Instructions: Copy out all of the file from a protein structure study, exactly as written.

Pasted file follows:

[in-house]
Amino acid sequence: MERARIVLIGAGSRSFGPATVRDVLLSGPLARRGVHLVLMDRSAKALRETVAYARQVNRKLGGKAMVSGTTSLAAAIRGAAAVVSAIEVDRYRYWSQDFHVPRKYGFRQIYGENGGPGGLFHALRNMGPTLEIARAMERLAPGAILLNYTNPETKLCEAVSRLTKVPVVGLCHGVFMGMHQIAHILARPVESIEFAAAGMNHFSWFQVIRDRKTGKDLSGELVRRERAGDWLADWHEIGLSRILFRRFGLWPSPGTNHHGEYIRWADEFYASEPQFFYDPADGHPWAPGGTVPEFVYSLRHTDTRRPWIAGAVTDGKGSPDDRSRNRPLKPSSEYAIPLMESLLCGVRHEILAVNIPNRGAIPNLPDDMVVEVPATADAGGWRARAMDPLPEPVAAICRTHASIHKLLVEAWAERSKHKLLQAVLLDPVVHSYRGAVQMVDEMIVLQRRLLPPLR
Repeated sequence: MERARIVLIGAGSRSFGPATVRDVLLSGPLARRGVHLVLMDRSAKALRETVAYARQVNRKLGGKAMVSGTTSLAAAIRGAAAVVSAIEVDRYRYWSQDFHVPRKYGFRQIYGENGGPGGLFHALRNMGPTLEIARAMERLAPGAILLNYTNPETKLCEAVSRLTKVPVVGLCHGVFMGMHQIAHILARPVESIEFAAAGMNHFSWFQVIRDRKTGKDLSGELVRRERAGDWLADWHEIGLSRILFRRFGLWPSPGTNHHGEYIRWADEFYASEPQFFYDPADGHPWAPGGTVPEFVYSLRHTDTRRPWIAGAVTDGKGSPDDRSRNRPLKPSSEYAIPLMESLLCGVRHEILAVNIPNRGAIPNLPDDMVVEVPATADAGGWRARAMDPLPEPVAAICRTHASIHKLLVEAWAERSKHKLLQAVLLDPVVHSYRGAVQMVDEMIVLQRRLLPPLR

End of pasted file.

[in-house]
Amino acid sequence: MERARIVLIGAGSRSFGPATVRDVLLSGPLARRGVHLVLMDRSAKALRETVAYARQVNRKLGGKAMVSGTTSLAAAIRGAAAVVSAIEVDRYRYWSQDFHVPRKYGFRQIYGENGGPGGLFHALRNMGPTLEIARAMERLAPGAILLNYTNPETKLCEAVSRLTKVPVVGLCHGVFMGMHQIAHILARPVESIEFAAAGMNHFSWFQVIRDRKTGKDLSGELVRRERAGDWLADWHEIGLSRILFRRFGLWPSPGTNHHGEYIRWADEFYASEPQFFYDPADGHPWAPGGTVPEFVYSLRHTDTRRPWIAGAVTDGKGSPDDRSRNRPLKPSSEYAIPLMESLLCGVRHEILAVNIPNRGAIPNLPDDMVVEVPATADAGGWRARAMDPLPEPVAAICRTHASIHKLLVEAWAERSKHKLLQAVLLDPVVHSYRGAVQMVDEMIVLQRRLLPPLR
Repeated sequence: MERARIVLIGAGSRSFGPATVRDVLLSGPLARRGVHLVLMDRSAKALRETVAYARQVNRKLGGKAMVSGTTSLAAAIRGAAAVVSAIEVDRYRYWSQDFHVPRKYGFRQIYGENGGPGGLFHALRNMGPTLEIARAMERLAPGAILLNYTNPETKLCEAVSRLTKVPVVGLCHGVFMGMHQIAHILARPVESIEFAAAGMNHFSWFQVIRDRKTGKDLSGELVRRERAGDWLADWHEIGLSRILFRRFGLWPSPGTNHHGEYIRWADEFYASEPQFFYDPADGHPWAPGGTVPEFVYSLRHTDTRRPWIAGAVTDGKGSPDDRSRNRPLKPSSEYAIPLMESLLCGVRHEILAVNIPNRGAIPNLPDDMVVEVPATADAGGWRARAMDPLPEPVAAICRTHASIHKLLVEAWAERSKHKLLQAVLLDPVVHSYRGAVQMVDEMIVLQRRLLPPLR